After my workout this morning, I was cooling down on a bike. An older woman came up to me and said, “Great job on that run!”
“Thanks. Running isn’t yet a strength but I’m working on it.”
We chatted a little about how she doesn’t run due to her bad knees and at some point she said, referring to the running portion of the workout I had just finished,
“I know how hard it can be. You’re so slow…”
I kind of smiled, wondering if she realized that she just told me I was not only slow but “so slow“.
Wait. Was that an insult? An observation? Both? A compliment?
Here’s why I’m telling you this:
- It wasn’t an insult
- My perspective on what she said determines how I feel about it
- I can be hurt by what she said, I can be helped by what she said or it can have no impact at all. It’s up to me.
At some point in the not-too-distant past, I’d have been hurt by that. I’d have immediately decided that this woman is a rude bitch. I would have been indignant: you don’t know where I started! Mind your own damn business! OMG does everyone think I’m “so slow”? I don’t belong here… How embarrassing.
I would have thought about the comment all day and probably for a couple of days and each time it would sting and trigger feelings of judgement and inadequacy.
And, that type of emotional cascade would happen EVERY TIME someone said something to which I could find a way to take offense.
Basically, I wasn’t emotionally stable. Someone’s glance, comment or lack of a friendly smile could send me into a self-conscious tailspin.
I want to share with you how I processed it today.
First, there was definitely a moment of, “Does she realize she just told me I’m so slow?”
But there was also this:
- She was complimenting me, not criticizing. She noticed how hard I worked through a challenging workout & she was being empathetic.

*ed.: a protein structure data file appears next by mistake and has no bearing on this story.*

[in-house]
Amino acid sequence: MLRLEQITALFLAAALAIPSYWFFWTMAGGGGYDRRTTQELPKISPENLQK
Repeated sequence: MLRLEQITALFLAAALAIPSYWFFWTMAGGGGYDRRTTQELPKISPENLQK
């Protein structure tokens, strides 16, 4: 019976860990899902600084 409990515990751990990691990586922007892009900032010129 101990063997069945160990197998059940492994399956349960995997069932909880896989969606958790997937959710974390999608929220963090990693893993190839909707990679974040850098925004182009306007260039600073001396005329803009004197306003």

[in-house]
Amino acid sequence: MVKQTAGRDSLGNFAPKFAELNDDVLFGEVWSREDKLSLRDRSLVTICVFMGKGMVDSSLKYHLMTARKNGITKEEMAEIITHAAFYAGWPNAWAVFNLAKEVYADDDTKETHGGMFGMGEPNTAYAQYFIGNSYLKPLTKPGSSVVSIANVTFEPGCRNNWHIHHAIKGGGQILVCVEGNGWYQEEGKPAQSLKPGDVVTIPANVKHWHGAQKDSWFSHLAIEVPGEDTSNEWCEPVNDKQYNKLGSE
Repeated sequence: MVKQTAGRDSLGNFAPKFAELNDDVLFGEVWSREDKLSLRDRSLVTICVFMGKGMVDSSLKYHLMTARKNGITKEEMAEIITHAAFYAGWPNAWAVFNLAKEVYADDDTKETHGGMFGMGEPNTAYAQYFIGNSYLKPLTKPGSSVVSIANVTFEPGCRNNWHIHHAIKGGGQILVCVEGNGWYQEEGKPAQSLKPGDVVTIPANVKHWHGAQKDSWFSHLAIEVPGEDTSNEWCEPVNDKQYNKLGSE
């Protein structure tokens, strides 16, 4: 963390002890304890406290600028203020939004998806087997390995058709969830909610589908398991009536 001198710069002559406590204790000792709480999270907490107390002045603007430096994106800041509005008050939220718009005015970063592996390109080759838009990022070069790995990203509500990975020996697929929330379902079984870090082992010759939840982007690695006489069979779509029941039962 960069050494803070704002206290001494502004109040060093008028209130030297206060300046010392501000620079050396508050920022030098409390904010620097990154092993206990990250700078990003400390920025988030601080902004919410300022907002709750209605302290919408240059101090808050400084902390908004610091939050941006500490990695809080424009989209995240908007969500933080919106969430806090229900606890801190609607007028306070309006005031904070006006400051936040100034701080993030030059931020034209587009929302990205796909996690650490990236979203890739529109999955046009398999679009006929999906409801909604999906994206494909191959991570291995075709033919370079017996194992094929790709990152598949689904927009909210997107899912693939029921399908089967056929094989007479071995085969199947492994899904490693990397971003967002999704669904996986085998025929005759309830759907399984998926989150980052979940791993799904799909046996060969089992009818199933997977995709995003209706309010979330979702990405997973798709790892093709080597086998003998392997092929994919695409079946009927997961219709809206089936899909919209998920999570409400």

- Relative to the athletes at this gym, I AM slow. That’s also why I came here. To be challenged & get better. So, she’s 100% right
- I am faster than I was 3 years ago and also faster than I was 3 months ago
- Showing up & doing this workout today helps me get even faster
- Every time someone says something that I COULD allow to ruffle my feathers but I choose not to, I get better and stronger. She gave me that gift of practice
Whether it’s someone commenting on your weight, your speed, your food choices, your outfit or anything in between, YOU are in control of how you take it & how you react to it.
This isn’t always easy. We need lots of practice. Every time it happens is a chance to practice.
Oftentimes, my clients are rubbed the wrong way by feedback I give them. That’s their choice and it doesn’t have to do with me.
It’s not what I say, it’s what they think about what I say.
They have a choice. They can see the criticism in it, or they can see the opportunity in it.
What’s true about the statement, if anything? How can you use it to make you better?
At a bare minimum, feedback, insults, criticisms or observations give us a chance to practice NOT becoming attached to & dramatic about someone else’s words or actions.
At most, there’s some truth in it that we can learn & grow from.
If it bothers you, it’s because of what YOU make of it, not because of what was said.
It’s not someone’s comments that upset us, it’s our thoughts about their comments.
I don’t know about you, but I think that’s powerful. Incredibly powerful, actually.
Here’s that workout my new gym-friend commented on:
“The Running Dead”
16 Deadlifts (225/155)
I was really proud that I went unbroken on all 3 sets of deadlifts and stayed really consistent with both my run & jump rope.
On the food front:
Started the day with butter coffee from Picnik. I wasn’t hungry after my workout – I think I was too tired to be hungry!
Around 11am I had a cobb salad with added cabbage and a whole lot of water.
I was craving a shake today so I blended up a concoction of coconut cream, almond milk, frozen cauliflower, a zevia energy drink & cacao powder. It was pretty darn good! I used the cola flavor that I don’t enjoy as much but it worked really well here, adding flavor & a touch of sweetness.
Dinner was paleo power meals: steak frites (sweet potato fries).
Gotta eat foods you love that love you back! No sacrifice here!
Love you guys! Make it a great day!
PS: If you’re new to these posts, listen to this podcast episode to get the scoop on what changes I’m making in my life and you can start back at my first daily post here.